Boston developer Steve Samuels needed financing for his latest project, a 30-story condominium and retail tower on track to rise from the site of a Fenway sandwich shop. But instead of turning only to large banks and institutional investors, he jetted to Hangzhou, a Chinese city that is home to the e-commerce juggernaut Alibaba and a small army of overnight millionaires.
There, in November, Samuels pitched his development and a visa program that provides green cards to foreigners who invest at least $500,000 in US projects that create jobs. Samuels hopes to use the program to entice about 100 foreign investors to put up nearly $50 million for his $290 million development, the Point, at Boylston Street and Brookline Avenue.
His company, Samuels & Associates, is among the increasing number of American businesses turning to the visa, called EB-5, to help finance enterprises from hotels to sports arenas to condominiums. EB-5 applications — nearly 11,000 last year — have surged more than eightfold since 2008; over the past decade, the program has attracted about $6.5 billion to hundreds of projects across the country and supported more than 130,000 jobs, according to trade groups.
In Massachusetts, where the visa program has been little used, a red-hot real estate market is leading more developers to consider it, as competition for traditional financing rises and costs follow. So far, three local projects have attracted more than $6 million through the EB-5 program; Samuels’ Fenway project would be the largest in the state to raise money through the visas.
“EB-5 is one of many tools that developers like Samuels use to finance large, complex projects,” said Diana Pisciotta, a spokeswoman for the company. She declined to disclose how much Samuels has raised so far.
The investor visas were created 25 years ago to help generate jobs in the United States, especially in areas of high unemployment. The program, however, has become controversial as more visas are granted. Critics say the government is allowing wealthy families to buy their way into the country and jump to the front of the line for green cards, even as immigration officials leave so many others fleeing violence, persecution, and poverty in limbo.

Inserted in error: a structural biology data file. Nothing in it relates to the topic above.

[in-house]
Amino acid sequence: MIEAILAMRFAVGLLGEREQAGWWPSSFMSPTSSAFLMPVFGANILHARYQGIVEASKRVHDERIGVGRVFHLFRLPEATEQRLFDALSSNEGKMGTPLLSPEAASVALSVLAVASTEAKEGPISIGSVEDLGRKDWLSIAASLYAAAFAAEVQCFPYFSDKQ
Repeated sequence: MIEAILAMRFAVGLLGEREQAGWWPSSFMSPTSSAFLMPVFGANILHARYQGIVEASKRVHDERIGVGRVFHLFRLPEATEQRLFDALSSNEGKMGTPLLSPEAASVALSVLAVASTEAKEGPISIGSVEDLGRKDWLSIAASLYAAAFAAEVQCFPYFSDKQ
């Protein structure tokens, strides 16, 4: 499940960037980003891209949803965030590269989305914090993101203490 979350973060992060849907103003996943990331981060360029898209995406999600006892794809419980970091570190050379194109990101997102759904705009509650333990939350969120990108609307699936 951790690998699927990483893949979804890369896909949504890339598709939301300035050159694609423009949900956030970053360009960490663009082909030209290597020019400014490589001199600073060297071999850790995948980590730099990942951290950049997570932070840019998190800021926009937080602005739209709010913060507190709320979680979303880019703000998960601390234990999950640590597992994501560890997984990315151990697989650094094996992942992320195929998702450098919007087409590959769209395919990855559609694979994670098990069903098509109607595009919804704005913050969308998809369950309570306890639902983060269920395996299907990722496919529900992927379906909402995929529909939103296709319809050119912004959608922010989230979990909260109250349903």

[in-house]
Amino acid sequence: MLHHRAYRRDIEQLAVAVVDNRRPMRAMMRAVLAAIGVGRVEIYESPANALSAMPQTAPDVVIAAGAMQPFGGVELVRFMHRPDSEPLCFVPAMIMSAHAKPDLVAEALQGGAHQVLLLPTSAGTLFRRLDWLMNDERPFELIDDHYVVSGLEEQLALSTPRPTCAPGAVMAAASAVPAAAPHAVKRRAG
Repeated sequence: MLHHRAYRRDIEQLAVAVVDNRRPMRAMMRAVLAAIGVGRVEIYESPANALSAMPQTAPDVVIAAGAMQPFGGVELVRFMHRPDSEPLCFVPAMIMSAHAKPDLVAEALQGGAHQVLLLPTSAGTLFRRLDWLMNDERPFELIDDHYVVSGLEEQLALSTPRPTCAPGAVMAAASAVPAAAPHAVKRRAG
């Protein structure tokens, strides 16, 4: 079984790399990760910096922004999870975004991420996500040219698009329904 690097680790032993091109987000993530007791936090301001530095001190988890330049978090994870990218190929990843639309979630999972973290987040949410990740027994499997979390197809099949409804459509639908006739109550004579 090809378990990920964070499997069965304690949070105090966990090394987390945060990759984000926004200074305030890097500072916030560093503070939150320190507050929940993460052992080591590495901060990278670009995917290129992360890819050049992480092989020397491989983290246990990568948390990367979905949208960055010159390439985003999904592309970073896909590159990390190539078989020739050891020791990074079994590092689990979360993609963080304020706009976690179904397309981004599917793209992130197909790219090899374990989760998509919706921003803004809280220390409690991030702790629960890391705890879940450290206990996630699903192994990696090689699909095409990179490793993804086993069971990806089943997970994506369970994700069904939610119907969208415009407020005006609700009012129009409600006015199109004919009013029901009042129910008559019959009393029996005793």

“There are millions of people who have been contributing to the US economy and have maintained the economy,” said Alexandra Early, coordinator for the Chelsea Collaborative’s Workers Center, which advocates for immigrant rights. “What doors are available to them to stay here?”
Foreign nationals who put at least $500,000 into US projects can obtain two-year probationary visas for themselves and immediate family members, and then can obtain green cards, or permanent resident status, if the enterprises create enough jobs. The investors must demonstrate their money has led to at least 10 new jobs, but the requirement is broadly construed. It can include workers at a new building, construction workers who built it, or service workers at nearby restaurants benefiting from the increased activity.
The companies and investors are usually connected by so-called regional centers, primarily for-profit brokers authorized by US Citizenship and Immigration Services. They charge developers to find investors and foreigners for help navigating the EB-5 program and immigration bureaucracy.
To attract investors, regional centers promote their expertise in immigration law and experience working on successful projects. They also emphasize any kind of government support, which can be highly prized by foreign nationals, who typically seek low-risk projects that will pay back their investment and provide a safe path to a green card.